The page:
Death of a Seaman Turned Artist
Seventy-one years and two days after he almost died, Ron Roth-Watts did. His call came in the night last week, in a Fort Lauderdale retirement home. His mind and body gave out about the same time, and in his last months, he could not recall his war record.
It was impressive. Ronald Leslie Roth-Watts joined the British Navy at the beginning of World War II. He was still a teenager, with an interest in photography. His technical talents got him into sonar – the nautical equivalent of radar – at a time when very few knew what is was about. Fortunately, the British did, and it saved them in their finest hour.
Ron served on four British ships during the war. His ships took part in the invasions of North Africa, Italy and Normandy. It was off Anzio, in the Italian campaign, that he dodged the bullet, or more accurately a torpedo. He was aboard the cruiser H.M.S. Penelope on Feb. 18, 1944, when a German U-boat hit her with two torpedoes. The ship went down in 11 minutes. Ron’s normal sonar station was below decks, where he would likely have been a goner. But that day, he was delivering a message topside. He simply stepped off the deck into the water as the ship slipped under. He claimed the enemy sub surfaced, and Ron, now in the water, got off a curse.
“You bostids,” he shouted, “you sank my camera.” He was one of 206 of a crew of 623 to survive. He went on to sail and fight another day. Interestingly, when he spoke of his war experiences, he seemed proudest of being part of a group from his ship that, when berthed in North Africa, got the task of fixing a bunch of broken down Italian trucks that had been captured after the Axis surrender.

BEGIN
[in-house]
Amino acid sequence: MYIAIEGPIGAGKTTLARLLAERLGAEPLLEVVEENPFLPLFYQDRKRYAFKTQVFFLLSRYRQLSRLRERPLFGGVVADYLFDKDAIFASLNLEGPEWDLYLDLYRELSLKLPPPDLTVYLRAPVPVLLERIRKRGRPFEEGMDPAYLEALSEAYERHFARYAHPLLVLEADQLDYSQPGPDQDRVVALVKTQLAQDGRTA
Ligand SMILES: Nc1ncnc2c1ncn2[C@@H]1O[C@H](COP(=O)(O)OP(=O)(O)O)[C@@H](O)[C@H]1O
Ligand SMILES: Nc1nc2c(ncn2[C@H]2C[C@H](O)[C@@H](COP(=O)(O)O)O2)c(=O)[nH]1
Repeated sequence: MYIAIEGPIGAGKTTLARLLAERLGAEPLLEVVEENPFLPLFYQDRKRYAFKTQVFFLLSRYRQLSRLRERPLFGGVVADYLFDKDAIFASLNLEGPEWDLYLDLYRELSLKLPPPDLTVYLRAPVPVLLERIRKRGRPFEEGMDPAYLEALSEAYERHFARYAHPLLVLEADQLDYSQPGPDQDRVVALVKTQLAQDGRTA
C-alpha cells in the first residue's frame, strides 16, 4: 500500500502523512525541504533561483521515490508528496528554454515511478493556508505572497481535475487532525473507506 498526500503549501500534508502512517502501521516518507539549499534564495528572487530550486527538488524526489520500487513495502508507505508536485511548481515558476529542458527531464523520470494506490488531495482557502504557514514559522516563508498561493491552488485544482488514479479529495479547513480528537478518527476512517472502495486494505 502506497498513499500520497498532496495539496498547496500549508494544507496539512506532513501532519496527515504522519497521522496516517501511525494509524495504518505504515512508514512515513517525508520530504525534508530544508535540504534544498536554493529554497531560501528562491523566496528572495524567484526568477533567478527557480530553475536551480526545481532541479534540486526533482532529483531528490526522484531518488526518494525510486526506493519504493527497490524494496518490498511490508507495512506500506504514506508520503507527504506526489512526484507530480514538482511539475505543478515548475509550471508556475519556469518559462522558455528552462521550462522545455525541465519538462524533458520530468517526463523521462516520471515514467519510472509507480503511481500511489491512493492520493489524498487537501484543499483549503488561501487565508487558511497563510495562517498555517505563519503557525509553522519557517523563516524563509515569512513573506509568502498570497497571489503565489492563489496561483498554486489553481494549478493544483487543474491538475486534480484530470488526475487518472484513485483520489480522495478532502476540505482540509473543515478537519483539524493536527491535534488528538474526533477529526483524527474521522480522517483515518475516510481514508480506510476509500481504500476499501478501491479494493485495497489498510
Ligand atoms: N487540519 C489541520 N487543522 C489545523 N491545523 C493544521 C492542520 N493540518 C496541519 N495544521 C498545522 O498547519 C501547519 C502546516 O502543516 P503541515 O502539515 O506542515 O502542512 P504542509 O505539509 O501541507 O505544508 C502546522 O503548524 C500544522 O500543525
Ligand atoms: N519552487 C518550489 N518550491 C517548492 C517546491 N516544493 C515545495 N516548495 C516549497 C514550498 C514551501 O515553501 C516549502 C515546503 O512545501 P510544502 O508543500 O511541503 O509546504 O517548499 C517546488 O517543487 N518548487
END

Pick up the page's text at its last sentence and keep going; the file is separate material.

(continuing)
“We got them all running,” he liked to say.
The camera he lost when his ship went down was a Leica, which he had just acquired. It was one of the best cameras in the world – but it was not his last. After the war, he became a successful photographer. He was among the pool of photographers assigned to the Royal Family, and to his last days, he kept magazine shots he had taken of princesses and future queens.
He moved to Canada, then to the U.S. in the 1950s. He worked out of New York for numerous important companies. He specialized in interior design photography, and his work appeared in Architectural Digest and later, when he came to Florida, for our Gold Coast magazine. He also taught at the Art Institute of Fort Lauderdale.
That was in the 1970s, when the photo above was taken. At the time, he was one of the best photographers in his field. His work in our magazine attracted the attention of interior designers and developers, and he had a good run for the next decade or so. Technology began to pass him by, at least as a photographer, but he never lost his flair for things mechanical. He was very good with cars, and jobs that most of us wouldn’t touch – such as replacing a radiator, or fixing electrical stuff – he did routinely. Our company turned over a well-used Chevy to him in the late ’70s and he kept it running for years. He also built his own home computer.
He had been married, and kept a photo of a pretty girl he said was his daughter. She might have been a stepdaughter. He didn’t say much about his immediate family, although he had an interest in his British past. He said the Roth part of his name came from a Jewish background, but he also spoke of a relative who was a Catholic monk in Ireland. He had a brother who visited about 20 years ago. He was a bit of a bounder, as the Brits say, and outstayed his welcome. Ron did not seem sorry to see him depart. The brother died, and after that Ron could find no relatives.
He remained physically active until his last few years. With his photography years behind him, he did some part-time work for our company in the graphics department. Even at advanced age, he was quick to pick up new technology. His vision and hearing declined, but he was a walking fool. You would see him all over town. He once got bored (he couldn’t hear in the crowd) at a party at the Lauderdale Yacht Club and left unannounced, walking to his apartment near the Galleria. He was pushing 90 when he fell crossing Sunrise and couldn’t get up. Two good Samaritans stopped their cars and helped him to the sidewalk. He was disoriented and one of the drivers stayed with him for several hours until the police could identify him.
He made it another 18 months. His most interesting life ended at 91 ½. Not bad for a bloke who almost lost it in 1944.